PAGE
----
Bind() Function Of Socket Module In Python

Overview:

  • The bind() method of Python's socket class assigns an IP address and a port number to a socket instance.
  • The bind() method is used when a socket needs to be made a server socket.
  • As server programs listen on published ports, it is required that a port and the IP address to be assigned explicitly to a server socket.
  • For client programs, it is not required to bind the socket explicitly to a port. The kernel of the operating system takes care of assigning the source IP and a temporary port number.
  • The client socket can use the connect() method, after the socket creation is complete to contact the server socket.

 

Example – A Simple Echo Server Program:

import socket

 

# A TCP based echo server

echoSocket = socket.socket();

 

# Bind the IP address and the port number

echoSocket.bind(("127.0.0.1", 32007));

 

# Listen for incoming connections

echoSocket.listen();

 

# Start accepting client connections

while(True):

    (clientSocket, clientAddress) = echoSocket.accept();

   

    # Handle one request from client

    while(True):

        data = clientSocket.recv(1024);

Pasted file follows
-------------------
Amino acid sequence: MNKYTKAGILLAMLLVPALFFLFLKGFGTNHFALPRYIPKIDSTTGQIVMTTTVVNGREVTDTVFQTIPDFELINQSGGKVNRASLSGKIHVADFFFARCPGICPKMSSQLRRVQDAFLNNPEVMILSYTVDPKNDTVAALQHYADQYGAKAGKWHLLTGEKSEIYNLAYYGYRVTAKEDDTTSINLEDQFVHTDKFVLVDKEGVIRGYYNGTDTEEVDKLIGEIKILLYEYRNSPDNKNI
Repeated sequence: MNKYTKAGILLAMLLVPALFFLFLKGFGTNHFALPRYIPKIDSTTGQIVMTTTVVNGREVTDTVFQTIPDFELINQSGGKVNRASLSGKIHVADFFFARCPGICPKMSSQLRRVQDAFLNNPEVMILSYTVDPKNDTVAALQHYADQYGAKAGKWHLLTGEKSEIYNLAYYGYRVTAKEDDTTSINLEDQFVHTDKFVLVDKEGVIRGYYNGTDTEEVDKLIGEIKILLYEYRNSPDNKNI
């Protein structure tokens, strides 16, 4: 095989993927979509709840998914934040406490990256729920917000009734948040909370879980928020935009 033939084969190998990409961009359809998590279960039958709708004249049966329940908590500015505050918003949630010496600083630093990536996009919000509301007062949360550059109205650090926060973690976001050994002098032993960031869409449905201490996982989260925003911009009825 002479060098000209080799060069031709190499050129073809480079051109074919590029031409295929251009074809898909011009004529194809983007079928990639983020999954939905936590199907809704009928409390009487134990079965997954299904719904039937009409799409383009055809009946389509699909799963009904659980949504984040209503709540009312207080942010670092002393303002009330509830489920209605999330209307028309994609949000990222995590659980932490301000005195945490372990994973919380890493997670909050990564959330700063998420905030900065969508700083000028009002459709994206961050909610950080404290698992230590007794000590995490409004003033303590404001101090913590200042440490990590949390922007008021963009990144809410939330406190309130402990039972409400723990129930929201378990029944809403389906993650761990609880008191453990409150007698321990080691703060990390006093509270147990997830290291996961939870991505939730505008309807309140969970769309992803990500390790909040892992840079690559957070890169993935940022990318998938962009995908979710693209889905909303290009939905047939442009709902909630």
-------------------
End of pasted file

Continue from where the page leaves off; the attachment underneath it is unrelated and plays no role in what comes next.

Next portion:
print("At Server: %s"%data);

 

        if(data!=b''):

            # Send back what you received

            clientSocket.send(data);

            break;

 

Output:

At Server: b'Learning Python is fun'

 

Example – A Simple Echo Client Program:

import socket

 

# Create a TCP based client socket

echoClient =  socket.socket();

 

# Note: No need for bind() call in client sockets...

# Just use the socket by calling connect()

echoClient.connect(("127.0.0.1", 32007));

 

# Send a message

echoClient.send("Learning Python is fun".encode());

 

# Get the reply

msgReceived = echoClient.recv(1024);

 

# Print the reply

print("At client: %s"%msgReceived.decode());

 

Output:

At client: Learning Python is fun

 


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